A banner for Festival on Franklin is displayed on a storefront on Franklin Ave.
Festival on Franklin is returning to Yellowknife next week.
The festival was launched in 2016, as a way to bring merchants and patrons together to celebrate the summer solstice.
New this year will be water balloon fights, which will also act as a fundraiser for the upcoming Ptarmicon.
“We’ve asked Ptarmicon to come on in and they’re going to be spearheading it for us, and it’s basically a villains versus heroes [themed]”, said Stacie Smith, president of Festival on Franklin and owner of Flowers North.
This year’s festival will have 26 vendors, a lot of whom are food vendors, so the festival will be a “foodie’s dream”, said Smith.
“This year we have twice as many vendors participating than we did in previous years,” she said.
There will also be live entertainment, with 5 different performers every hour on the main stage.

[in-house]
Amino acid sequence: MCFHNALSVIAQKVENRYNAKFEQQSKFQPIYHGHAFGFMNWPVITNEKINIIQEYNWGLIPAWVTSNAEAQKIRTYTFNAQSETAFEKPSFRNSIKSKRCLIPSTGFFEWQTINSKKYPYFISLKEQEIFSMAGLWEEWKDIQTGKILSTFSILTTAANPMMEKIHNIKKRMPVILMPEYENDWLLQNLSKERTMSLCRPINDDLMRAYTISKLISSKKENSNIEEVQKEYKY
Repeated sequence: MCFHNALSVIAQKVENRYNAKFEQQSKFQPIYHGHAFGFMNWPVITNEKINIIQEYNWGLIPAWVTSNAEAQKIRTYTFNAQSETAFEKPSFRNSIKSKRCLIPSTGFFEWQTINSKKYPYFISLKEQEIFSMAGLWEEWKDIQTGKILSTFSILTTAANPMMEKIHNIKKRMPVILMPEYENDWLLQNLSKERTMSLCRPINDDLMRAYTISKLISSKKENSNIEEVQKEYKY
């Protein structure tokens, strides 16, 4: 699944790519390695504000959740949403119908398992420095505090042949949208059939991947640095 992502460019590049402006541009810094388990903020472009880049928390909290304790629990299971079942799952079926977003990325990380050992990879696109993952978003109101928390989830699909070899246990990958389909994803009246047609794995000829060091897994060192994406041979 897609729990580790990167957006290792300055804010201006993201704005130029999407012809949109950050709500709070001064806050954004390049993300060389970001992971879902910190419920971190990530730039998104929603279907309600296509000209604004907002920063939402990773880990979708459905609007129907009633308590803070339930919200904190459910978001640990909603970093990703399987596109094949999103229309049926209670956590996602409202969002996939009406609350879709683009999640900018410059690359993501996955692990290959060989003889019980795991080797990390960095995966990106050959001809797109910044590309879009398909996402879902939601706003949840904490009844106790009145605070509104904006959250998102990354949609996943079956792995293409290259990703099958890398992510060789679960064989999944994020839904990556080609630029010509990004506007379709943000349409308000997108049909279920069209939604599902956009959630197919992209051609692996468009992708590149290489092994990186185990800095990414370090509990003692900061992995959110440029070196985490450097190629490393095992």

“A lot of them are brand new bands and musicians, all locals and people who don’t normally get platforms. We wanted them to be able to show their stuff,” said Smith.
The music will span a variety of genres, from east coaster, to heavy metal, to solo artists from the local high school.
Smith said she’s excited for the kids area and a bouncy castle, which will be organized by the Rainbow Coalition this year.
“I am actually fairly excited about the kids area that’s going to be happening, because I have kids of my own and they like going to events that are geared towards them,” said Smith.
The festival falls just after the summer solstice, and is a great way to kick off the summer season and all the events that will be happening, said Smith.
“During the winter months and even the fall months, you notice that there’s less and less people coming downtown, not only because it gets cold but because there’s so much other stuff in terms of street people and all that. It’s basically a way of us merchants taking back downtown area saying yes we are here, we have an abundance of things to offer” said Smith.
Smith said the festival is important to her because it’s a show of community.
“It gets people out of the house for sure, seeing as, again, once winter hits, people go into hibernation mode. I’m sure there’ll be plenty of people that I see out and about that day that I haven’t seen since fall time,” she said.